There's a nice article by Sara Dickerman, the food and dining editor at Seattle Magazine, in Slate that addresses the recent fetishization of the pig by food writers. You can find a link to her article here. She's right to call attention to what she calls "the piggy confessional," in which the killing and/or eating of a pig is used as a point of entry into larger discussions of contemporary food production and consumption. She fails to note, though, the frequently nostalgic if not elegiac tone of many of these writers who are using the pig as a tool to critique modern agricultural capitalism. While I think Dickerman puts too much stock in the Jewish and Muslim food taboos as an explanation for what she sees as a current cultural obsession with pigs and pork, her essay is certainly worth taking a look at.

Dickerman's piece, apparently timed for today's release of the new film version of Charlotte's Web (about which more later) doesn't mention the recent New York Times essay about Au Pied du Cochon--The Album, a cookbook produced by Martin Picard and the staff of his restaurant in Montreal. I had a chance to eat there over the summer, but as a vegetarian was unwilling to try his pig dishes. The illustration for this post comes from the cookbook, which is illustrated by Tom Tassel, one of the waiters at Au Pied. Apparently the book has sold out of its first printing, so you might not be able to grab a copy for the foodie on your holiday list. There are plenty of other suggestions, however, in the Slate article.

Tuesday, December 12, 2006

The Pig War, 1859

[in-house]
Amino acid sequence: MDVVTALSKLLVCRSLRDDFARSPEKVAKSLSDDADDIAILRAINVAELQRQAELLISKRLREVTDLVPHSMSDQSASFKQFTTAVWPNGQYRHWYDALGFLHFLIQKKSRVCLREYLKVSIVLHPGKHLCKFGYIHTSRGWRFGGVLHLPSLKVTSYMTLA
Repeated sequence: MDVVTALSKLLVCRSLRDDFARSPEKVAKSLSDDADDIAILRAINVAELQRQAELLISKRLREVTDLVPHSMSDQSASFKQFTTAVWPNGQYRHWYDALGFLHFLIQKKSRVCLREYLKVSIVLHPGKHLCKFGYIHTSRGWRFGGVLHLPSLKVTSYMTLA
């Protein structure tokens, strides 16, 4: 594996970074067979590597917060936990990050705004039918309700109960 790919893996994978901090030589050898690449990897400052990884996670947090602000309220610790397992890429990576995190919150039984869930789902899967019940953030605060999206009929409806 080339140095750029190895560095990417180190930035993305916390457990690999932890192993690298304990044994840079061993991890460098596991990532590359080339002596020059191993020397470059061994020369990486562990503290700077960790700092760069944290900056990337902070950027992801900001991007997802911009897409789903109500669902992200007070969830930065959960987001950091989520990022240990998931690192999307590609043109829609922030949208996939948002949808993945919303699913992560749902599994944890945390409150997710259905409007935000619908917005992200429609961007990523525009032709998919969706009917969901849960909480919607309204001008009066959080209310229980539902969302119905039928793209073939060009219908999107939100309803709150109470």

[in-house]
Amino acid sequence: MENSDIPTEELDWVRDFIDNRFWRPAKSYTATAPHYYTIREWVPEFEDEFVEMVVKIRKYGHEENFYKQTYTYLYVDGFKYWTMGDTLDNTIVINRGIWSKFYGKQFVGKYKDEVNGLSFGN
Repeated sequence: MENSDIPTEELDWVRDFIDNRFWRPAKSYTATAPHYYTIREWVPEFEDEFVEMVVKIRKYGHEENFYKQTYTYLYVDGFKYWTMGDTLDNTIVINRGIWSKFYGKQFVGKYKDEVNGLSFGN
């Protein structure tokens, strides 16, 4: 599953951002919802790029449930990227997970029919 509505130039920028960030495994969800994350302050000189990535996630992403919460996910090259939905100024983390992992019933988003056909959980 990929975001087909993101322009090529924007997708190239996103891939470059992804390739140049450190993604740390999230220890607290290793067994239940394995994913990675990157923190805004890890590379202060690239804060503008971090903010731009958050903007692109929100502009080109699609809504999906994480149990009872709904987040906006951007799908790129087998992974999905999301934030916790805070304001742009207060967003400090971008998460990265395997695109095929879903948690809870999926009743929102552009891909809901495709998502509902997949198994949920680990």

All this talk of pigs and the culture wars got me thinking about times when actual living pigs have produced conflicts. I have a forthcoming review in the Journal of Social History of Virginia Anderson's excellent book Creatures of Empire, which charts the ways in which animals created conflicts between European colonists and Native Americans in British North America. For today's posting, though, I'm interested in another conflict, the Pig War of 1859 between the British and Americans in Oregon. Because I teach 19th century U.S. history I was aware of the conflicts between Britain and the United States over the Pacific Northwest, but somehow I'd never heard the tale of the pig killed by an American squatter named Lyman Cutlar on San Juan island on June 15, 1869. The pig was rooting in Cutler's garden, which was property he claimed under the Donation Land Claim Act of 1850 in territory claimed by both nations given the ambiguity in the Oregon Treaty of 1846. The dead pig was owned by an Irishman named Charles Griffin who was employed by the Hudson's Bay Company. When the British authorities threatened to arrest Cutlar, Americans on the island called for U.S. military protection. The British, fearing further American occupation of San Juan Island, sent troops and warships, turning the incident into a major international crisis. Ultimately Gen. Winfield Scott was sent from Washington to negotiate a settlement, something important given the sectional tensions that were dividing the Union. An agreement was reached to jointly occupy the islands, an arrangement that lasted until a final settlement in 1872. The Pig War is commemorated at the San Juan Island National Historic Park and at an annual festival and encampment. Today's image is of a pig made by some guys and taken to the 2000 festival. You can read about their exploits, including their run-in with irony-deficient historical reenactors and park administrators, at